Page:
Some credit union lobbyists sensed an ulterior motive when Edward L. Yingling, the American Bankers Association's chief lobbyist, warned lawmakers against using a regulatory relief bill to expand credit union powers.

It's more than a narrowly targeted complaint, said one credit union representative. It's a hedge against a potentially bad bill.

"They're setting up a straw man," he said. "If things don't go right for them in the reg relief bill, they can say they oppose it because those credit unions got something in there. Otherwise, I don't know why they did it. Excess paper? Free time?"

Bank lobbyists are beginning to worry that the regulatory relief bill could become a vehicle for amendments they don't like - including one limiting bank insurance powers.

However, Mr. Yingling pooh-poohed the straw man theory, saying that the credit union amendments, which would increase the industry's lending and depository powers, simply would be inappropriate in a regulatory reform bill.

"It's absurd," Mr. Yingling. "If this is turned into a powers bill, it is going to die."


House Banking Committee Chairman Jim Leach last week was the lucky recipient of a "Guenthergram" - a single-spaced, typed note sent via fax by Independent Bankers Association of America executive vice president Kenneth A. Guenther.

Mr. Guenther's missive was a plea to the Iowa Republican not to attach any insurance provisions to the regulatory reform bill, which House Banking's subcommittee on financial institutions is set to start work on today.

The trade group executive said that odds for enactment of the package of 80-odd regulatory relief provisions, a top priority of his members, could evaporate if any amendments rolling back bank insurance powers were added.

"Chairman Leach would be doing a grave disservice to community banking if he encumbered the reg relief bill with any complicated insurance issues," Mr. Guenther said.

Guenthergrams are legendary in this town's banking circles. The IBAA chief uses them to prod reporters and public officials alike when he thinks it necessary.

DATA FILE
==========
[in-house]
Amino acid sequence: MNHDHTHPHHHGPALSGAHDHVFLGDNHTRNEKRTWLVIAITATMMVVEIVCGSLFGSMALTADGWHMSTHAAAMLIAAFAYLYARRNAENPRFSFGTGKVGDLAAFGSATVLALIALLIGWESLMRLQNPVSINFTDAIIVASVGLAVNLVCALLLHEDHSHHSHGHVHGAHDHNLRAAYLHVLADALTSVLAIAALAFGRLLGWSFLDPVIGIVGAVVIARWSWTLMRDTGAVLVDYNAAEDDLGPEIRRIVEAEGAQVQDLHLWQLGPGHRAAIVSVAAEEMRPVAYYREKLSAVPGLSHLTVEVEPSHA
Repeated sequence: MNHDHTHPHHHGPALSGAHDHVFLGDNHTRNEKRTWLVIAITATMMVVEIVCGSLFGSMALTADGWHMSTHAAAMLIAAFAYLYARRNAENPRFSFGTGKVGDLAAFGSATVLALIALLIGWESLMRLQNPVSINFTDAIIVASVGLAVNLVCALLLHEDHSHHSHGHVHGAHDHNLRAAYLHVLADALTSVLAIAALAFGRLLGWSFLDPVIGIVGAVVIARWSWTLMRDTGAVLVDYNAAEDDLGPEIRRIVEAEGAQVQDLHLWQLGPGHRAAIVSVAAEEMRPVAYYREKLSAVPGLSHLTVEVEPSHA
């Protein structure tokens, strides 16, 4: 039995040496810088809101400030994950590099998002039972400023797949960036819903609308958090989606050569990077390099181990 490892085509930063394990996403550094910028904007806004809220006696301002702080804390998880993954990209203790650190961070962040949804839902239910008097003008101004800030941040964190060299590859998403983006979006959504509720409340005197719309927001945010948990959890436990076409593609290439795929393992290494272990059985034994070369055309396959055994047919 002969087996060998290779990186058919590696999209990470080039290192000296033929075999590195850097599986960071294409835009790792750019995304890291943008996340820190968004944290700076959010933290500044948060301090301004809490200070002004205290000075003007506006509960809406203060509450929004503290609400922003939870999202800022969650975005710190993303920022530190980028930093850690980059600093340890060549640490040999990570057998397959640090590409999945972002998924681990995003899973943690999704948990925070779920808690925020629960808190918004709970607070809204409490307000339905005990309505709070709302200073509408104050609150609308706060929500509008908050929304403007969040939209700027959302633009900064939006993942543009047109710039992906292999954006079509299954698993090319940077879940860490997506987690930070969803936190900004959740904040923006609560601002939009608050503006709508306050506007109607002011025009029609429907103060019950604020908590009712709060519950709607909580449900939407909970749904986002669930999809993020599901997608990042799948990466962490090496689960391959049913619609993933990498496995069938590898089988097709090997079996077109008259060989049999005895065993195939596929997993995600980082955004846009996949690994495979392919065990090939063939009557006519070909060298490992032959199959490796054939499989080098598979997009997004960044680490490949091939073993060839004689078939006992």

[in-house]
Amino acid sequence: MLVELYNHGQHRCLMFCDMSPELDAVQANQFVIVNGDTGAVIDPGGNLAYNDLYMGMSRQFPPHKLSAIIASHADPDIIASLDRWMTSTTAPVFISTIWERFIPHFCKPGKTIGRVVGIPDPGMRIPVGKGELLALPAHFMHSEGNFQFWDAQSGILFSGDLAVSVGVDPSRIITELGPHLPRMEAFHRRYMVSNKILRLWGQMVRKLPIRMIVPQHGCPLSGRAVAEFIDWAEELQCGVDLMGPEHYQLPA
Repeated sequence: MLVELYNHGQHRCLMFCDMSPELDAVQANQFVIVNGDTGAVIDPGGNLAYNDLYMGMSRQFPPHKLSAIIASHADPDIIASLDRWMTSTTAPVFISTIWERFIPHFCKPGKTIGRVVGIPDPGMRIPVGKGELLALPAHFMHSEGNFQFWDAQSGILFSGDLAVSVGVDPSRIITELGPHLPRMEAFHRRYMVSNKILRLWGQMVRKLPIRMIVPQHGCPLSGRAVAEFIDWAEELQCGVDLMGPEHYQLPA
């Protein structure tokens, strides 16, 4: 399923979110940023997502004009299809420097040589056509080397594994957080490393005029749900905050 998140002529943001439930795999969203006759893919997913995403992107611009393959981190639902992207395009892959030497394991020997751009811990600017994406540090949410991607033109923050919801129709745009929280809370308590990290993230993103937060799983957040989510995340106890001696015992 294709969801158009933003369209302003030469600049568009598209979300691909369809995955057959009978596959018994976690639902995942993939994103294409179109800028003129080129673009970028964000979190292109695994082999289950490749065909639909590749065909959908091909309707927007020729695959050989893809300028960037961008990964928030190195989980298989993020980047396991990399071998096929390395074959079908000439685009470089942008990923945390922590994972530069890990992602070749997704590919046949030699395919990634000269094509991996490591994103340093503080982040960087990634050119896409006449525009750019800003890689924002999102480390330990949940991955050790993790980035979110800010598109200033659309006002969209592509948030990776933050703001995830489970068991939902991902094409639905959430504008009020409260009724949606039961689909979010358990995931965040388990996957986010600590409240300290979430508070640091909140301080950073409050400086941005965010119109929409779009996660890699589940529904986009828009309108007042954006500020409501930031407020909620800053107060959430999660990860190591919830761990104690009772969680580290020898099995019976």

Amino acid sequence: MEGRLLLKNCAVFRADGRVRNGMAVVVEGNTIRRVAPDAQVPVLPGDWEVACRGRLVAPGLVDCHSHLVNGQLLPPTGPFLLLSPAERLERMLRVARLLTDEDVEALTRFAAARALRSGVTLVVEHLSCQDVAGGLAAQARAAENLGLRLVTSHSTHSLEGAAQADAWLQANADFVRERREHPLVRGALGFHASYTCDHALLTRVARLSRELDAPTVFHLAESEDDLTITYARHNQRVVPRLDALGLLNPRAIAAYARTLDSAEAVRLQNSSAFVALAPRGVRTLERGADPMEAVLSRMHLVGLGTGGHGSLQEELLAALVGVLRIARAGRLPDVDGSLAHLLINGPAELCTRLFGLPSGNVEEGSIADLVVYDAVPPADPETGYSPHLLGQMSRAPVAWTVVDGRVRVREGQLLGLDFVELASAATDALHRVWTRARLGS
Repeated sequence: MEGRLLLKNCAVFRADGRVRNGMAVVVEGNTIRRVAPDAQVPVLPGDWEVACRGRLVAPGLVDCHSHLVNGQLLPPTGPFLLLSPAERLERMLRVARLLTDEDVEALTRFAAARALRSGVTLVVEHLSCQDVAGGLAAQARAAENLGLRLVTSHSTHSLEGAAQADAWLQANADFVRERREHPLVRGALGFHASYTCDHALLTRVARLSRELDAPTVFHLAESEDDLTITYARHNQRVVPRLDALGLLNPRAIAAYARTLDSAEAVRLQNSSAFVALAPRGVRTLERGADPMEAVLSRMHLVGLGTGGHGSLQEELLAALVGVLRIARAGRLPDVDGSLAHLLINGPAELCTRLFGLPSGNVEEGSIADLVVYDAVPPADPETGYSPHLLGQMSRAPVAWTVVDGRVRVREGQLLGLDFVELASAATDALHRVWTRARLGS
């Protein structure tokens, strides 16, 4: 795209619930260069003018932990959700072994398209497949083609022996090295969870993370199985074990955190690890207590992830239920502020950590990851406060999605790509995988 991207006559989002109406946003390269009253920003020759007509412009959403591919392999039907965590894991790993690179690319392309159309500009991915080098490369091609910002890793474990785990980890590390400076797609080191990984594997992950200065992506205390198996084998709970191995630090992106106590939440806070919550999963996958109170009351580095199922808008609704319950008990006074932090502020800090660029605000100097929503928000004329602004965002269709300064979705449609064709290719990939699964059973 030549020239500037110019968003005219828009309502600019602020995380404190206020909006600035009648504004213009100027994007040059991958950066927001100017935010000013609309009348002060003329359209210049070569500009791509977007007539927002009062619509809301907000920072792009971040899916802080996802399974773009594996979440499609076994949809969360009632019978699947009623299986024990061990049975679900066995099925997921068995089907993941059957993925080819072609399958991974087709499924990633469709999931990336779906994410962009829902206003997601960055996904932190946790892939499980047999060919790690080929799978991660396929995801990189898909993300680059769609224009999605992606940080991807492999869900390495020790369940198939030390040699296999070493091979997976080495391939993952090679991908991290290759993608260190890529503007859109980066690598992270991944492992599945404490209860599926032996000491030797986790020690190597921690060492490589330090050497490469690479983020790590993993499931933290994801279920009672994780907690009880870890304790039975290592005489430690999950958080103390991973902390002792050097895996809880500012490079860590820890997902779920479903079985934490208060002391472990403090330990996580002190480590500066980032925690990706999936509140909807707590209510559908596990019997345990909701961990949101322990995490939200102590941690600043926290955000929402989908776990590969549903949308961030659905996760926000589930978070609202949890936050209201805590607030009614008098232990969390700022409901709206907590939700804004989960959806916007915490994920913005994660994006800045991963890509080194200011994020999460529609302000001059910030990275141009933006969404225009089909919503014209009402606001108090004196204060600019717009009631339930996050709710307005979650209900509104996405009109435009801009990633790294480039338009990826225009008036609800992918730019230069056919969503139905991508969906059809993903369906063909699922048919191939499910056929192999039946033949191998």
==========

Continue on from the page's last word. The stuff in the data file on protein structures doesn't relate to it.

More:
But Mr. Guenther isn't relying on a fax message alone in this case. His group intends to drive home the message when 100 community bankers roll into town this week to pay a visit to Capitol Hill. Besides their pursuit of a "clean" regulatory relief bill, they will be pressing lawmakers on the need to shore up the undercapitalized thrift insurance fund.

And the community bankers will tell members of Congress that attaching any insurance provisions to Glass-Steagall legislation will turn the IBAA against the bill. The small-bank group currently takes a neutral stance on the measure.


Rep. John D. Dingell, ranking Democrat on the House Commerce Committee, summoned representatives of the securities and insurance industries last Friday to gather their concerns over Glass-Steagall legislation.

Steve Judge from the Securities Industry Association and Paul Equale of the Independent Insurance Agents of America met with the Michigan lawmaker, as well as with Commerce Committee member Edward J. Markey, D-Mass., and senior staff members.

"Dingell has real problems with the bill, and wanted to see if any of the industries were similarly concerned," said one person at the meeting.

Rep. Dingell's main concerns focused on the exemptions banks have from functional regulation in the bill, such as the limited oversight the Securities and Exchange Commission has over bank-eligible securities.

According to someone else who was there, Rep. Dingell may offer amendments that would force banks to move all securities activities to a separately capitalized subsidiary.

However, a Commerce Committee staffer said, "All Democratic amendments will fail" because Commerce Chairman Thomas J. Bliley, R-Va., has a majority of Commerce Republicans backing his push to report the Glass- Steagall legislation out of committee without amendments.

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